Globalisation spices up the market for hot foods

By Mike Stones

- Last updated on GMT

Related tags: Tabasco sauce

Saucy trends: Globalisation is leading consumers to choose more flavoursome foods, according to Stephen Romero
Saucy trends: Globalisation is leading consumers to choose more flavoursome foods, according to Stephen Romero
Globalisation is leading to more adventurous consumers who are increasingly prepared to try spicy foods, including hot pepper sauces, according to the McIlhenny Company, maker of Tabasco pepper sauce.

Stephen Romero, the firm’s vice president sales, told FoodManufacture.co.uk at its headquarters on Avery Island, Louisiana that as global food trends became more powerful, consumers increasingly preferred food with more distinctive flavours.

“As consumers experiment with food and spices, the palate develops to enjoy more bold and flavoursome foods,”​ said Romero. “After that people don’t want to go back to bland and tasteless food. People say: I enjoyed that, what else can I use?”​  

Social and cultural factors have always exerted a strong influence on demand, said Romero. “We sell more Tabasco to Japan than any other country around the world. The reason was post World War II, food was not freely available.

Pasta and pizza

“Pasta and noodles were cheap and consumers were looking for a condiment to spice food up. That niche was filled by Tabasco as the Japanese gravitated towards its use of pasta and pizza.”

Tabasco sales in Japan – with its population of 127.8M – now total about 100,000 bottles a year. That is about 2.5 times sales in Germany – with its population of 81.7M.

The association between pizza and Tabasco sauce in Norway is also proving a popular combination, he said.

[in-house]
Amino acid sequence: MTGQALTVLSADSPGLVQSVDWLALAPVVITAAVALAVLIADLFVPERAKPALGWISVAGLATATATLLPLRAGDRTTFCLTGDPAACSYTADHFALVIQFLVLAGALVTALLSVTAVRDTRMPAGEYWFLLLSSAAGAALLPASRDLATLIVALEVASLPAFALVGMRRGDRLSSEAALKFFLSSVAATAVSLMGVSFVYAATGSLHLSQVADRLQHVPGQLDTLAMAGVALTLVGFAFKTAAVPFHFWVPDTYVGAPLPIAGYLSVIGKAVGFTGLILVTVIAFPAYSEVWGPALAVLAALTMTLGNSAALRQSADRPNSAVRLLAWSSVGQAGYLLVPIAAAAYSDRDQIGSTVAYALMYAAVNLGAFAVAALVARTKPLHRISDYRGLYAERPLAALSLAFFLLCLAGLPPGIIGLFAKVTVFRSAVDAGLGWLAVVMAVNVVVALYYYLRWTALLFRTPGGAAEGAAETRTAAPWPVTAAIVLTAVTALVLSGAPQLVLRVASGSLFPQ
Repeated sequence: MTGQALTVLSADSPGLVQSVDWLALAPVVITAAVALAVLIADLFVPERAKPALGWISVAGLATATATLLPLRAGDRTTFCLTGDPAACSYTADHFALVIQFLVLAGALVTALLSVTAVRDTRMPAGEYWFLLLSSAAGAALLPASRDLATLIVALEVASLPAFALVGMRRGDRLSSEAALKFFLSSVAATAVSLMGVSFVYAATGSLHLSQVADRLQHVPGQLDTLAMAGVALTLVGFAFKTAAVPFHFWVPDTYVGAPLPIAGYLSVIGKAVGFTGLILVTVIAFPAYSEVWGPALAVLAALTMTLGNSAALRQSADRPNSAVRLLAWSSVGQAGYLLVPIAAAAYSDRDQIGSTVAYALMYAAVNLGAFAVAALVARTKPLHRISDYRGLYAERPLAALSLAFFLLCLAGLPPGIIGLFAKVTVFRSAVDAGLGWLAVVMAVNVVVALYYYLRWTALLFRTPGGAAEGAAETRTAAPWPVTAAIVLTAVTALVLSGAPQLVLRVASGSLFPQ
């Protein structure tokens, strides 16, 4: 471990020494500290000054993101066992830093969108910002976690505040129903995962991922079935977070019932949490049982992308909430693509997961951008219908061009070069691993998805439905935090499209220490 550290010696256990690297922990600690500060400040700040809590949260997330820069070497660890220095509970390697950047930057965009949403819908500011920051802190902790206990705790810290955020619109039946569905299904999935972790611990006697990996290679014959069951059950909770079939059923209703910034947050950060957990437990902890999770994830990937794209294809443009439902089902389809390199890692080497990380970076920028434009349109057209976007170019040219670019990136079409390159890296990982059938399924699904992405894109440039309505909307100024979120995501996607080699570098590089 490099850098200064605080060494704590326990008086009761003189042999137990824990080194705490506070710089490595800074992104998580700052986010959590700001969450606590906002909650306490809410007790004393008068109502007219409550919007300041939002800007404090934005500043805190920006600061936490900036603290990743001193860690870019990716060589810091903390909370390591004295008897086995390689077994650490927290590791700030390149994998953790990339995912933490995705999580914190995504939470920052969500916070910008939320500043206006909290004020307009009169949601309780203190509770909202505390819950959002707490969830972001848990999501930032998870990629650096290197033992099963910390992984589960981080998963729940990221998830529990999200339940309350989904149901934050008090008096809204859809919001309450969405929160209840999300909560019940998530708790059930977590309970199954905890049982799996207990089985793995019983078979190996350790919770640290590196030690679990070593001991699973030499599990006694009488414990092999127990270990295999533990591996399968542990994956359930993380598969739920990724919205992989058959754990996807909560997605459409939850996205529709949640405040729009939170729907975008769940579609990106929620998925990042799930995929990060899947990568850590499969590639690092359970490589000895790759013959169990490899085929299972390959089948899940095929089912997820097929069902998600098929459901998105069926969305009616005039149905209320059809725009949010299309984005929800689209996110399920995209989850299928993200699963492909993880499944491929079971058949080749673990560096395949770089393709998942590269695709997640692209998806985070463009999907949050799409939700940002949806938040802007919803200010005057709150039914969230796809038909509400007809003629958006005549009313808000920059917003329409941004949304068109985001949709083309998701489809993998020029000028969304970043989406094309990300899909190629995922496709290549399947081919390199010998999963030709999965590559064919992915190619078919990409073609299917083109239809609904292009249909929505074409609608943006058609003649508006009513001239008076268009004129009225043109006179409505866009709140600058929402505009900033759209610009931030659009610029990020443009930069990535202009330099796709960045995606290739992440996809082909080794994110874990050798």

Consumption rates in most markets are about the equivalent of an eight of an ounce mini bottle per person, so there is plenty of scope for growth.

European sales of Tabasco pepper sauces vary according to national temperament and cooking traditions.

“The French and Italian markets are very provincial, in that they prefer their own cuisine. But other European nations are much more adventurous,”​ said Romero.

“The Netherlands – with is tradition of Indonesian cuisine is very adventurous with Tabasco in recipes.”

Also, German consumers, a key target for export sales, seemed very inclined to experiment with chilli and spices in foods.

But Romero claimed many consumers around the world enjoyed Tabasco sauces without knowing it, since chefs often incorporated them in restaurant menus.

The company’s flagship brand Tabasco Pepper Sauce, together with other products in its portfolio, are supplied in quantities from 30ml sachets to 50 gallon drums.

Deliveries to food manufacturers accounted for about 5% of total sales.

Cajun and Creole cuisine

Meanwhile, the US ethnic food segment – dominated by Cajun and Creole cuisine – registered strong growth of 26% between 2007 and 2012, according to market intelligence firm Mintel.

McIlhenny Company’s president and ceo Tony Simmons said that the US hot pepper sauce market had benefitted greatly from soaring demand for chicken or buffalo wings.

Romero added that the American food offering was becoming increasingly sophisticated, which was helping to drive demand for pepper sauces. “Years ago, US consumers had a choice between hamburgers or chicken. Today the range is much more sophisticated, spanning proper Mexican food, Tex-Mex, Thai, and Chinese. But not just Chinese – Szechuan food for example.”

Watch out for more information on Tabasco’s place in the burgeoning US ethnic food market next week on FoodManufacture.co.uk.

More information about Tabasco exports is available in this video interview with Romero here​.

Don't miss Food Manufacture's​ profile of the firm's vice president of operations, Troy Romero here​.

Related topics: Ambient foods, Flavours and colours

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